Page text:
[Review] Kaggle Instacart Competition
Quick Review and Brief Discussion on Neural Network Models
The Instacart Market Basket Analysis competition on Kaggle is really a surprise for me. I was really focusing on implementing RNN models using PyTorch as a practice. The traditional tabular data format and gradient boosting models were derived from the prepared data for the RNN models as a baseline. However, after adopting Faron’s F1 optimization implementation, I found my “baseline” very competitive (reached 10th position at the time), and actually get me my first gold medal, so more time was invested on the gradient boosting models as a result.
The final week was really crazy. One had to constantly improving her models to maintain her leaderboard position. The public scores of my ensemble models became less consistent with local CV in the end. I was a bit paranoid and suspected having a bug in the latest features, therefore did not choose the model with the best CV in the final submissions. It would’ve put me in the 16th place, but not getting a gold medal anyway.
The whole pipeline can be described as:
- Merge the data, split by users, and dump the data into one pickle file per user. (So the data loader for PyTorch can create batches on the fly)
- Create tabular features from the dump files and store them into a bcolz ctable. (This allows me to create more features my RAM can handle and only load a subset of them in the following steps) Only products appeared in the last 10 orders are considered as candidates.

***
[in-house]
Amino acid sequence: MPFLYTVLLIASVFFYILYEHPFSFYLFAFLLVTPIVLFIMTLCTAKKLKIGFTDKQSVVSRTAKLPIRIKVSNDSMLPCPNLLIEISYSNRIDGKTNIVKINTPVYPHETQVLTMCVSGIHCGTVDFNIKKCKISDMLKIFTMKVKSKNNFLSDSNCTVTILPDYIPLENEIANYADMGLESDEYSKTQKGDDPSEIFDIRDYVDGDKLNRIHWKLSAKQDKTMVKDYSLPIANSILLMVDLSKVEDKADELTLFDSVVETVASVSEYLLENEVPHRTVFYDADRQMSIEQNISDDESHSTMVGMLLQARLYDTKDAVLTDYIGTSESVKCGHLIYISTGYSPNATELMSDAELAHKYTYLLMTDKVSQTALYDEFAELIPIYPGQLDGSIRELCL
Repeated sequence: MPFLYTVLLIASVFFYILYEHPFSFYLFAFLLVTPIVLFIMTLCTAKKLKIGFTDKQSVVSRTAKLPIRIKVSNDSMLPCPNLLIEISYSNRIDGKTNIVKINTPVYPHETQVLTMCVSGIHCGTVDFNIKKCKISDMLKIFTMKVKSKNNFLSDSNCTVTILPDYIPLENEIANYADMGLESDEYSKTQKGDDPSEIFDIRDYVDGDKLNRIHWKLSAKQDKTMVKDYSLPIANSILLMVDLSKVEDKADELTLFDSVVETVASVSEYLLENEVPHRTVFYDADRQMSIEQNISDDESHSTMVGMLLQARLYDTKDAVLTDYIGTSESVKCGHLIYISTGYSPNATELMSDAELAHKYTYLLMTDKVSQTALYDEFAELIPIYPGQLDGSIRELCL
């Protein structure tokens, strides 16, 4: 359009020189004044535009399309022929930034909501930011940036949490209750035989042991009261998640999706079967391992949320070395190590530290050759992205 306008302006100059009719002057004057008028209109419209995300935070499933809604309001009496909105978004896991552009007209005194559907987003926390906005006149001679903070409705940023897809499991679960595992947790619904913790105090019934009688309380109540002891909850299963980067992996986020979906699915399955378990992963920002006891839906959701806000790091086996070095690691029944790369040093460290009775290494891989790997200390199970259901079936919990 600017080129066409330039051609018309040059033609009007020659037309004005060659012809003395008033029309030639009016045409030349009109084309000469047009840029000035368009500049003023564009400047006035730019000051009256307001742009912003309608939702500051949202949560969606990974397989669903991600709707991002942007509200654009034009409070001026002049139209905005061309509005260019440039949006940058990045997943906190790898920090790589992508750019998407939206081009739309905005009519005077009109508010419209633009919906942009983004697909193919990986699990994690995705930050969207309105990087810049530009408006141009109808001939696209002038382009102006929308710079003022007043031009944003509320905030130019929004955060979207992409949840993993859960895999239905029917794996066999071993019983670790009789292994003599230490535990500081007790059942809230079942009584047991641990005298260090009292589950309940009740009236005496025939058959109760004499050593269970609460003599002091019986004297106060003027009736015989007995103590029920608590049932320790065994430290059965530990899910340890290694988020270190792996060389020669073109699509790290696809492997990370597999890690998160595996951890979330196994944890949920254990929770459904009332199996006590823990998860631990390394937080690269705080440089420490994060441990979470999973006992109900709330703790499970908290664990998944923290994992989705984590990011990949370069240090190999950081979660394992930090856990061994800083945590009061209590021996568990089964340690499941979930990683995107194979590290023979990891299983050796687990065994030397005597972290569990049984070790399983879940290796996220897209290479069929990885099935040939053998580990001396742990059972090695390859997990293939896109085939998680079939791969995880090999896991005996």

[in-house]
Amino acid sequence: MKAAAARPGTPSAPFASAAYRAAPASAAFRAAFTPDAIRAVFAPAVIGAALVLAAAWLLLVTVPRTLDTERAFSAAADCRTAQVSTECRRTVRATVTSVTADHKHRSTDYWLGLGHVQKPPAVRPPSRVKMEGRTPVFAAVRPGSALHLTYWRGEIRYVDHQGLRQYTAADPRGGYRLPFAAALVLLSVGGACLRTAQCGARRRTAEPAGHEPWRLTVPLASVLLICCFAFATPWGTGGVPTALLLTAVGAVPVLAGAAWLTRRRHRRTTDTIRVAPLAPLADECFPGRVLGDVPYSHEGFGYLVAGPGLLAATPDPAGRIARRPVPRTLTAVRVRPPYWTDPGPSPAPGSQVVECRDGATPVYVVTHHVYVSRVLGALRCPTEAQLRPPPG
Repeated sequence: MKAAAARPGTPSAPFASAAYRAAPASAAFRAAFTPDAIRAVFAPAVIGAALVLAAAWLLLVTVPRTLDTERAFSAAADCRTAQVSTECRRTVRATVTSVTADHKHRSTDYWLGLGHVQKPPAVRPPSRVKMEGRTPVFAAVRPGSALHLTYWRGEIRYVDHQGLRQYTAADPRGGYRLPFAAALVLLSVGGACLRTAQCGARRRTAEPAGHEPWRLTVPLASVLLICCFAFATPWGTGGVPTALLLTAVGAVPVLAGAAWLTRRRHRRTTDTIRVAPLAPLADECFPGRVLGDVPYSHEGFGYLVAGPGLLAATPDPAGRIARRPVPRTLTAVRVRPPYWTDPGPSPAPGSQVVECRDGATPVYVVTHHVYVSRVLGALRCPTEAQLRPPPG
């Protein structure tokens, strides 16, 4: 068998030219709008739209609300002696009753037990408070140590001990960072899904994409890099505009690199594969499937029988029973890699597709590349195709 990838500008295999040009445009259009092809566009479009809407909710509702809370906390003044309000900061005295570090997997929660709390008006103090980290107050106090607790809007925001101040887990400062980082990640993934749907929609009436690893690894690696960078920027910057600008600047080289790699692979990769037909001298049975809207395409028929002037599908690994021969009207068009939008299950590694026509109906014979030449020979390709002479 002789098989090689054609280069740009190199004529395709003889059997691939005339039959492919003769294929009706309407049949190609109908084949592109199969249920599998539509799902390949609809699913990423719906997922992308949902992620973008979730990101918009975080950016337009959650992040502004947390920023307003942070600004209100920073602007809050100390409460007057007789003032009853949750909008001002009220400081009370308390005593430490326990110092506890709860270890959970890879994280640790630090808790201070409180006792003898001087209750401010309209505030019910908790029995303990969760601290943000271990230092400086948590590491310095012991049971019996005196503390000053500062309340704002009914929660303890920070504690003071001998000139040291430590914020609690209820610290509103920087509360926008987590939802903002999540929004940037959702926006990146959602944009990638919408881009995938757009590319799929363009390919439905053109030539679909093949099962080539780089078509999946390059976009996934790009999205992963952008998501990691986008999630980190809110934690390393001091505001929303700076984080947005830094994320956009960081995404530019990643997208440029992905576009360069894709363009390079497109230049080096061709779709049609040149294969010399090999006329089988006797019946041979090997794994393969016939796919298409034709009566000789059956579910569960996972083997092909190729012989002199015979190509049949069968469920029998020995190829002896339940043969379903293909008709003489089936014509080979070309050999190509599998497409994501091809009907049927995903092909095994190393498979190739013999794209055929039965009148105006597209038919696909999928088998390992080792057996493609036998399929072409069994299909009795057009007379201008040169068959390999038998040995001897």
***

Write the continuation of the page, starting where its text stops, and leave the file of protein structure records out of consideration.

- Train 10-fold LightGBM and MLP models with different subset of features and different parameters.
- Train a meta LightGBM model on the predictions of the models from step (3). This will yield ~ 0.0005 gain in scores.
- Train a None basket classifier based on a subset of the features and the product reorder predictions from step (4).
- Use the F1 optimization code to evaluate the performance and create submissions.
I didn’t bother to create features specifically for None classifier in step(5), but in hindsight it might provide some performance boost. And step (4) might be replace with simple weighted averaging. My final RNN model did not contribute positively in the ensemble so was not included.
Most top performers use similar models with better features and some special tuning tricks. Many of them generously shared their approach on the forum, so I won’t spend time listing my somewhat inferior features.
Neural Network Models
Now we come back to what brought me to this competition — figuring out how to learn the features automatically from neural networks, without having to hand-craft features myself.
Sean Vasquez did a fantastic job with his solution which relies purely on learnt features. The code was written superbly. However, it requires 64GB of RAM to run and I have only 16GB… Therefore I spent some time modifying my code to be closer to Sean’s and you can find it on Github (WIP) :
kaggle-instacart - Solution for Kaggle Instacart Market Basket Analysis Competitiongithub.com